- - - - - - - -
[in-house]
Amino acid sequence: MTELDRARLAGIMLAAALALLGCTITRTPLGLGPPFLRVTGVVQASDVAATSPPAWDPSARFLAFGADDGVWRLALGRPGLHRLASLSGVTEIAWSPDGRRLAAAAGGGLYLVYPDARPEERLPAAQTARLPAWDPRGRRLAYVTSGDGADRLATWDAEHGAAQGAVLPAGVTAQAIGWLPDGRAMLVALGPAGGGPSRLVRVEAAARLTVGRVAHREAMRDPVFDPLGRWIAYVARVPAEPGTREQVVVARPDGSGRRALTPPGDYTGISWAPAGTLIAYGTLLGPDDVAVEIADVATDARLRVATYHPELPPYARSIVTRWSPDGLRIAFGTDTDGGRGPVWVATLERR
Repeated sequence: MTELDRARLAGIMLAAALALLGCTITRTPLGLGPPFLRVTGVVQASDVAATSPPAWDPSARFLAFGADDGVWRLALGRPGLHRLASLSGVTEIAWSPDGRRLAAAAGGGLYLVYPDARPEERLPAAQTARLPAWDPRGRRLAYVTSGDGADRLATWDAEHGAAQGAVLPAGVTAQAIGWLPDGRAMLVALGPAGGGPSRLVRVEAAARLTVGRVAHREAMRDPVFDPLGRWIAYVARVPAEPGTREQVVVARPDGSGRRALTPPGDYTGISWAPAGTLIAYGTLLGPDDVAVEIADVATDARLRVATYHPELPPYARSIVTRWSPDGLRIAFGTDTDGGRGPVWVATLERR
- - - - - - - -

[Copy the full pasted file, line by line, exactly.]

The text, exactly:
[in-house]
Amino acid sequence: MTELDRARLAGIMLAAALALLGCTITRTPLGLGPPFLRVTGVVQASDVAATSPPAWDPSARFLAFGADDGVWRLALGRPGLHRLASLSGVTEIAWSPDGRRLAAAAGGGLYLVYPDARPEERLPAAQTARLPAWDPRGRRLAYVTSGDGADRLATWDAEHGAAQGAVLPAGVTAQAIGWLPDGRAMLVALGPAGGGPSRLVRVEAAARLTVGRVAHREAMRDPVFDPLGRWIAYVARVPAEPGTREQVVVARPDGSGRRALTPPGDYTGISWAPAGTLIAYGTLLGPDDVAVEIADVATDARLRVATYHPELPPYARSIVTRWSPDGLRIAFGTDTDGGRGPVWVATLERR
Repeated sequence: MTELDRARLAGIMLAAALALLGCTITRTPLGLGPPFLRVTGVVQASDVAATSPPAWDPSARFLAFGADDGVWRLALGRPGLHRLASLSGVTEIAWSPDGRRLAAAAGGGLYLVYPDARPEERLPAAQTARLPAWDPRGRRLAYVTSGDGADRLATWDAEHGAAQGAVLPAGVTAQAIGWLPDGRAMLVALGPAGGGPSRLVRVEAAARLTVGRVAHREAMRDPVFDPLGRWIAYVARVPAEPGTREQVVVARPDGSGRRALTPPGDYTGISWAPAGTLIAYGTLLGPDDVAVEIADVATDARLRVATYHPELPPYARSIVTRWSPDGLRIAFGTDTDGGRGPVWVATLERR